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Everyone knows that in space, every gram counts. Knowing how much mass an orbital object has is necessary for precise motion calculations.

So how precisely do we know the mass of ISS? I'm sure we can estimate it's weight to a few dozen kilograms. But there is lots of stuff going in and out and stuff might even be leaking a little. How much effort is put into bookkeeping ISS's mass? To clarify, I'm talking about everything that is on or inside ISS at this moment, including people, cargo or connected spacecraft.

And what precision is needed to keep ISS running? If we weren't able to achieve that precision, what problems would there be in running ISS?

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  • $\begingroup$ I think the precision is below 1g. $\endgroup$ – peterh says reinstate Monica Jun 22 '18 at 12:15
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    $\begingroup$ @peterh If you have any source to that, can you add an answer? $\endgroup$ – Euphoric Jun 22 '18 at 12:15
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    $\begingroup$ I am pretty sure that based on the wording of the question, the OP is more interested in how accurately, the mass is known, rather than the number of decimals with which the sum is expressed. $\endgroup$ – uhoh Jun 22 '18 at 14:51
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    $\begingroup$ @Uwe Ok, but positioning the station (both in trajectory and in orientation by the giros) is a very costly thing, thus it likely requires very precise calculations, and these require very precise input data. And calculating the mass could be done probably easily by measuring the forces on the station and calculating their accelerations. For example, if there is an orbital correction maneuver, it must be known very precisely, how long should it be done and it requires to know the mass of the ISS precisely. Maybe a not very precise knowledge is also enough, and the propulsion at the end of the $\endgroup$ – peterh says reinstate Monica Jun 22 '18 at 16:19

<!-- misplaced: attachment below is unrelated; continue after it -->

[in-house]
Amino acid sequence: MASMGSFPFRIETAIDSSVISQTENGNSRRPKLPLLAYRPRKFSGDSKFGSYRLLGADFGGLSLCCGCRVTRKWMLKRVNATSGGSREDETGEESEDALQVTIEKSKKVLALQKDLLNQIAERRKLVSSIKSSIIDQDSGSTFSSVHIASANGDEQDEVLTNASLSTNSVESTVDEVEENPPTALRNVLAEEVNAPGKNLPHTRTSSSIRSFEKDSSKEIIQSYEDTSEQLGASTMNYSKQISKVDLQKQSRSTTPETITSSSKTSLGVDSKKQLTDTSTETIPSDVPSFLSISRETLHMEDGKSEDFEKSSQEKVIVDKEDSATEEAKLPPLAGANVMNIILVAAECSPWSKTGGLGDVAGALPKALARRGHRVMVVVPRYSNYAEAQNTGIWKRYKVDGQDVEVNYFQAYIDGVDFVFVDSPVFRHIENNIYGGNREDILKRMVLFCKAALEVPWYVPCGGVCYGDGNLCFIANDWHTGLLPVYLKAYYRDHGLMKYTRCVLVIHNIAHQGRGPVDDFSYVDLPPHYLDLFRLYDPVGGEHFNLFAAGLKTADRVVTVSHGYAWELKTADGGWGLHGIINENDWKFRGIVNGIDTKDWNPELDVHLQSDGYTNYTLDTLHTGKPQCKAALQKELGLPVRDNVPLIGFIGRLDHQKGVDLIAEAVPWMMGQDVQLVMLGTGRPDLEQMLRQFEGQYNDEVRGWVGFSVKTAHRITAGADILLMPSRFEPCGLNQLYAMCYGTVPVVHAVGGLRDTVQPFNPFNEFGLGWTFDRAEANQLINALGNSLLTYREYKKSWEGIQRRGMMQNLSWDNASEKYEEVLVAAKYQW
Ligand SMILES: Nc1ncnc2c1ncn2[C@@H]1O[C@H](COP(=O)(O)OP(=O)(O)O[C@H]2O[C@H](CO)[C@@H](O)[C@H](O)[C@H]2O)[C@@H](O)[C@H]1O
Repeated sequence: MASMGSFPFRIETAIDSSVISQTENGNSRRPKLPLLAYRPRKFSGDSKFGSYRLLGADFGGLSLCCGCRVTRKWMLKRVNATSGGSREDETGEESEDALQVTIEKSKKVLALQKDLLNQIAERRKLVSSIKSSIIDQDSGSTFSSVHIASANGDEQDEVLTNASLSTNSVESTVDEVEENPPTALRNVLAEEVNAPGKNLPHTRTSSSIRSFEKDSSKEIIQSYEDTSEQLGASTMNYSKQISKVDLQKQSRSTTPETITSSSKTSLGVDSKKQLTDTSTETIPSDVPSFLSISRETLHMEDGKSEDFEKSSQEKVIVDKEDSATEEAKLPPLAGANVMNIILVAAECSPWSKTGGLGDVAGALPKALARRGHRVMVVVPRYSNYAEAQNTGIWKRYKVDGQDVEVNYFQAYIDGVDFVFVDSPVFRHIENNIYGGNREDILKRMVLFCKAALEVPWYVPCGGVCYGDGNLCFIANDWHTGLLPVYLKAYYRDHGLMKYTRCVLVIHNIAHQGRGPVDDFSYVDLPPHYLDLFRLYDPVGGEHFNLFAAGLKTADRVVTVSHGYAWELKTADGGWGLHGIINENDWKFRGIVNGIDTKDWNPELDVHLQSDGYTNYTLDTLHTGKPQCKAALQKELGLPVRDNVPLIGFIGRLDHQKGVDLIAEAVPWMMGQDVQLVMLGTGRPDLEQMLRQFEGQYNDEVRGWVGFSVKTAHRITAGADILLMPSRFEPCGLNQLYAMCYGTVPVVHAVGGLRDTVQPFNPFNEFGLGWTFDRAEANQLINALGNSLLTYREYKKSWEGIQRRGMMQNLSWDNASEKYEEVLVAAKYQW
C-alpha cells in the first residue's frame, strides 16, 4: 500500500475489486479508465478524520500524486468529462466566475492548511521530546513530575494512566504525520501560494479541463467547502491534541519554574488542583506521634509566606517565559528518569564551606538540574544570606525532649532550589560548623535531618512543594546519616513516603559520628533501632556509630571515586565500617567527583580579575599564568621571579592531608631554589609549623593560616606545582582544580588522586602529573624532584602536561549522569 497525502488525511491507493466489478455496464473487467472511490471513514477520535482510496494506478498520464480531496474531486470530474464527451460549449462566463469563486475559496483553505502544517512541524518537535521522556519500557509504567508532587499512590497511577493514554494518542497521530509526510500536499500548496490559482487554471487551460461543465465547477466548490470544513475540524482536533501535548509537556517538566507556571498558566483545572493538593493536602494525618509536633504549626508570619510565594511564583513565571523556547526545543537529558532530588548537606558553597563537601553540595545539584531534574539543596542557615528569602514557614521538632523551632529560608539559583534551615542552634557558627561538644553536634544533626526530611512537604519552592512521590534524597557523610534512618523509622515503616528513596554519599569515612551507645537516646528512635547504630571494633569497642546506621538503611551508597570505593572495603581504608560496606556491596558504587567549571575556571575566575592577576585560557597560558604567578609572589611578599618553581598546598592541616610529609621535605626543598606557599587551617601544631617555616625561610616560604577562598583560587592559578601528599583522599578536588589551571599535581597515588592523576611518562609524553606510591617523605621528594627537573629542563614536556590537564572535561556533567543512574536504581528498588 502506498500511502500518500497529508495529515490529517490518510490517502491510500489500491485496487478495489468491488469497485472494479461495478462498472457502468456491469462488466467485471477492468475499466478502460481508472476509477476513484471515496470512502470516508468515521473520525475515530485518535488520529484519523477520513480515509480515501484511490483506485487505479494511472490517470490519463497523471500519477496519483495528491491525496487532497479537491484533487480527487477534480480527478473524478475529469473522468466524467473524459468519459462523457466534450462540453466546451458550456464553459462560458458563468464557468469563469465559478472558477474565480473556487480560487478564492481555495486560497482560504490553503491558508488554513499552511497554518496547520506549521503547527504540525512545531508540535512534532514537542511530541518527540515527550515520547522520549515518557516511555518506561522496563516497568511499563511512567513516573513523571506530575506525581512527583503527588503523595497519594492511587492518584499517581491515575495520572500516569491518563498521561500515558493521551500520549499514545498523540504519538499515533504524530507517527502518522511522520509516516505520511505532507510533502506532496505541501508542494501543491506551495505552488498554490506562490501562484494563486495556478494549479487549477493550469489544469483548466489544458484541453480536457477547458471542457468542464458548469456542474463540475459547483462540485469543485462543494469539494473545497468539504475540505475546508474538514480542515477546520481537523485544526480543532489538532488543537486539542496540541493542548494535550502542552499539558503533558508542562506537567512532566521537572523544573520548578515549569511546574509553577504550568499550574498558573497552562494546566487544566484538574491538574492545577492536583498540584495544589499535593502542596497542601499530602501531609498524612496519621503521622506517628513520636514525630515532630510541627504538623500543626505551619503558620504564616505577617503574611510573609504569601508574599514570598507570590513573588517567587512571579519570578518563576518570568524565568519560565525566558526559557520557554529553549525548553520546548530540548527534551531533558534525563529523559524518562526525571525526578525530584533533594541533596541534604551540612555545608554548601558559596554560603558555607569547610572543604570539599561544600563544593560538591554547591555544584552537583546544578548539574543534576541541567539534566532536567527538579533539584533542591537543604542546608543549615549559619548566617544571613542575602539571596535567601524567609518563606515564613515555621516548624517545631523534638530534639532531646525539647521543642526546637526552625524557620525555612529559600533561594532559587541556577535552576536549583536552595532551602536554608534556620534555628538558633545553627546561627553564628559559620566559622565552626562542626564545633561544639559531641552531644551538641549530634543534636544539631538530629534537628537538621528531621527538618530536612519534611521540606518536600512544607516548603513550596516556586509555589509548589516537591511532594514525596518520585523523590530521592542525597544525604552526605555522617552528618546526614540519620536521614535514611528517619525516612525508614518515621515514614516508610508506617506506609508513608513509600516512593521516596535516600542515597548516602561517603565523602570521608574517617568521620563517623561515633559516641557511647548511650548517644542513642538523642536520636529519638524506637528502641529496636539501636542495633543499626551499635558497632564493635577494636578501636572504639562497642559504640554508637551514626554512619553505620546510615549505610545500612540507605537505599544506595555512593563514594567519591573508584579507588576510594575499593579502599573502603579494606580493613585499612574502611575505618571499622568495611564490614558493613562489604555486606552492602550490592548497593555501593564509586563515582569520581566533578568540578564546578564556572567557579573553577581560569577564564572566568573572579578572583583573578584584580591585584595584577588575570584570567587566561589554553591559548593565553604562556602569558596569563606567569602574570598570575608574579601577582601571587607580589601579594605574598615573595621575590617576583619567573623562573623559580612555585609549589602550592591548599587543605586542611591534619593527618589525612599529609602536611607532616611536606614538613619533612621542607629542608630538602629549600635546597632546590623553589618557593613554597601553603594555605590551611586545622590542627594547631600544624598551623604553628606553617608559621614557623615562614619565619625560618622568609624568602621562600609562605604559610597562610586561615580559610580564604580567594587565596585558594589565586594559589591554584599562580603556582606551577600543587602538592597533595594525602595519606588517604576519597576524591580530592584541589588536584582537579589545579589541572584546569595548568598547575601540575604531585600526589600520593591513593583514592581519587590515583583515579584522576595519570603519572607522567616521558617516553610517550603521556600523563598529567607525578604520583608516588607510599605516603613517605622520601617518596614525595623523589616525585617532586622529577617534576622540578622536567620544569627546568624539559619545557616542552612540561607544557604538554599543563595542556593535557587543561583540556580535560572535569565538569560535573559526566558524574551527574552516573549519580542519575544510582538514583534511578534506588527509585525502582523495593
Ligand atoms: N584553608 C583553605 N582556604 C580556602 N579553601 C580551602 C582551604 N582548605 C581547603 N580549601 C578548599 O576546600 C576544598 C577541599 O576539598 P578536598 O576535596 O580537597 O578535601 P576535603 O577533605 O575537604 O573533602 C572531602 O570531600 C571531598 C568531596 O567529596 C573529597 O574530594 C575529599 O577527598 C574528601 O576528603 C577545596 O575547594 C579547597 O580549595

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    $\begingroup$ On Earth all material going to the ISS may be weighted with good precision before launch. But the mass of all garbage removed from the ISS could not be measured precisely in zero gravity. There are also gases vented by ISS. Therefore the actual total mass of the ISS could be determined with low precision only. $\endgroup$ – Uwe Jun 25 '18 at 14:03
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I spoke to Mike Lammers, the Flight Director for the ISS and asked him about the mass uncertainty of the ISS; he mentioned that it is ±5000kg or about 1% of the total mass of 411,000kg.

Most of the uncertainty comes from waste going back to earth. Every cargo vehicle goes back down with tons of return cargo and trash. There’s no scale on ISS so as the crew fills cargo transfer bags with discarded foam, wet trash, unused food, old clothes, old equipment, etc. there are some assumed densities of the bags, and they aren’t be known to better than ±10%.

Knowing the mass distribution on the ISS is not that critical; the mass has the most significant effect on reboost. However, most of the reboosts use closed-loop guidance, so any discrepancies are corrected for by the guidance systems, and the mass is updated by looking at the reboost performance.

Mass distribution is not very important either as the space station does not have very stringent pointing requirements. The onboard systems are designed to be robust to error, mostly since the crew can move around tonnes of cargo in the space station and the robotic arm can move around, etc.

However, mass distribution is critical for vehicles entering the atmosphere, both manned and unmanned.

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    $\begingroup$ Very nice and very surprising answer! Some slightly related information in answers to Does any site track the mass of the ISS? where the mass was reported in June to be 417,501.56 kg, eight digits of precision $\endgroup$ – uhoh Aug 27 '18 at 3:02
  • $\begingroup$ I have been thinking about "...and the mass is updated by looking at the reboost performance." This sounds a bit like saying the mass of the ISS is measured by looking at the delta-v for a given burn time or given quantity of fuel burned and assuming an engine Isp. Is that what is happening? $\endgroup$ – uhoh Aug 29 '18 at 5:30
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    $\begingroup$ That is my understanding, the ISS's position is known to better than 3,000ft I assume they know the trust they are producing with some accuracy, combined with the measured Delta-V you could derive the mass $\endgroup$ – Mark Omo Aug 29 '18 at 19:02
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    $\begingroup$ @uhoh I understand what you are saying, all the information in the answer came directly from Mike Lammers including the bit about updating the mass from reboost $\endgroup$ – Mark Omo Aug 30 '18 at 1:33
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    $\begingroup$ @MarkOmo okay so you are right, it could be the basis of a new question. If the mass of the ISS is really only known to 1%, then it is possible, that's not inconsistent. I mostly just wanted to check that that's what you meant. Thanks! $\endgroup$ – uhoh Aug 30 '18 at 1:42

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